Calgary Macro Photographer Cody James talks about getting up close and personal with the finer details of this world, showcasing his macro photography and how one lens opened a whole new world of opportunities.
My most accomplished work has, and probably will always be landscape photography, it’s where I started and where I seem to excel the most. I do love how landscape photography allows me to get out and experience the world, capturing stunning views from around the globe, and sharing adventures from chasing storms to capturing mountain sides on a helicopter ride! But any chance where I am able to really stop and appreciate my surroundings usually involves my macro lens.
If you’ve never experienced the macro world I strongly suggest you give it a go rent/borrow/buy a macro/micro lens and start off in the woods, try and capture the details of a trees bark, or the edge of a pine tree, it’s incredible how different things are in an up close and personal perspective. The way you’re able to isolate an object like a flower to the finest of details, we’re talking about single silhouettes of a flowers pedals and make them stand out and look absolutely incredible is so awesome.
If that enthusiasm doesn’t convince you, it’s probably because you’re a photographer, and you are like me, you want visual proof! Take ten minutes to storm through some macro images on Flickr and see for yourself.
This image taken in Hawaii has the outer stems focused on the flower, gently blurring the background to give a seamless photo filled with vibrant color and detail.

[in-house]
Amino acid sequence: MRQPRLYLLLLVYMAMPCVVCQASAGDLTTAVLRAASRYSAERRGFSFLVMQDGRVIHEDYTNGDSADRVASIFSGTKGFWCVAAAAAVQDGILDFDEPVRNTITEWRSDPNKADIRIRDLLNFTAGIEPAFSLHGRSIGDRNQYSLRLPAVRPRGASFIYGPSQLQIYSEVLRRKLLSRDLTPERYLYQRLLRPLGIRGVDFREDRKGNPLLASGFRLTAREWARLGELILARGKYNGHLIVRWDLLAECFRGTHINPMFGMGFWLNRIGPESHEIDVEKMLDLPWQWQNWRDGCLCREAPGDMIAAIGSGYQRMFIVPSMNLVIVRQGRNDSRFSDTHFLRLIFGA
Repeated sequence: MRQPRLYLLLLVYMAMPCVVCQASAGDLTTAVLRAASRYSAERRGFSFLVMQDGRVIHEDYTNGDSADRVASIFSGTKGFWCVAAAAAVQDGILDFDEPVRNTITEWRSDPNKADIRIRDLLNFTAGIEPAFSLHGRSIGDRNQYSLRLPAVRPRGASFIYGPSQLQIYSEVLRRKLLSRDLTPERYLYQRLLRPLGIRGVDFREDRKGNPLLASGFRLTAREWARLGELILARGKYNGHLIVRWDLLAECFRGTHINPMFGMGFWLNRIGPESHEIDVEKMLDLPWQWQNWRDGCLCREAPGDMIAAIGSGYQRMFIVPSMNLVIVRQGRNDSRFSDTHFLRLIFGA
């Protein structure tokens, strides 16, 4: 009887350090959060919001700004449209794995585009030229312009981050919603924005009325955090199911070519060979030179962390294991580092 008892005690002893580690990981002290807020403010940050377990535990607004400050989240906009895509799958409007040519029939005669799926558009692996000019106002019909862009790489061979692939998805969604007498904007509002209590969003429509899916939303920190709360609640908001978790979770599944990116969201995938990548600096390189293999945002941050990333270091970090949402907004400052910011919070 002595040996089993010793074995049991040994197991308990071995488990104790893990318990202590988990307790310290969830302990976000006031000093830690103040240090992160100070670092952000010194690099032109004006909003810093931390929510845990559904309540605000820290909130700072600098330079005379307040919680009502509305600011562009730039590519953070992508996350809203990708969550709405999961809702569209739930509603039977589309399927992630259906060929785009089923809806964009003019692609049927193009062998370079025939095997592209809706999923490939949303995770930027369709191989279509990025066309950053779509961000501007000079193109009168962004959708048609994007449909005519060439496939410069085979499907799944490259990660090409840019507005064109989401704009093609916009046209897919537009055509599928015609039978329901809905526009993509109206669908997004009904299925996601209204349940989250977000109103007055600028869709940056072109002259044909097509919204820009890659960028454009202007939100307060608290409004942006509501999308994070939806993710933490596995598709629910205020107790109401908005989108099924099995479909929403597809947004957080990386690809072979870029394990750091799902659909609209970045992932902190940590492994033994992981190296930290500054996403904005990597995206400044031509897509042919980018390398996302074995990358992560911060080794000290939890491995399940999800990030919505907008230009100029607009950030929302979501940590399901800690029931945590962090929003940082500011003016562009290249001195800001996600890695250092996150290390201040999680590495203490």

Another super close macro shot, the inside of a pine tree, again you can see the find details and with proper aperture settings you’re able to get a wicked blend of smoothly blurred background and fine details.
Not as in tight as the others, but another example where you’re able to draw the details out from a fallen leaf, and capture the smallest of ripples in the water.
Here’s where it can get incredibly cool. This is a Cicuta plant, it was captured in the middle of winter so the plant was dried up and dead, from an outside perspective you wouldn’t look at this plant twice, but when captured up close it’s incredible the amount of detail you’re able to capture and draw out from such a simple plant. The white snow below just adds to the stark contrast of the plant.
One guess what you’re looking at…..? Probably thinking some string of sorts, it’s actually a fraying end of a cowboys lasso rope, look at how you’re able to discern the tiniest of fibers around each individual twine.
Obviously if you’re into bugs then a macro lens is for you no questions asked. Also look into getting extension tubes so you’re able to get ridiculously close, we’re talking the individual patterns of a bugs eye or the tiniest of hairs on a spider….
There’s really endless opportunities when it comes to getting a macro lens, the one I have (Nikon 105mm VR) can also dub as an awesome portrait lens, is internal focus has a 1:1 shooting aspect, and rocks VR for improved image stability. But the world of new shots from small creatures, to small details in a plant, and anything else you’d find interesting under a microscope definitely make the dive into the macro world worth while.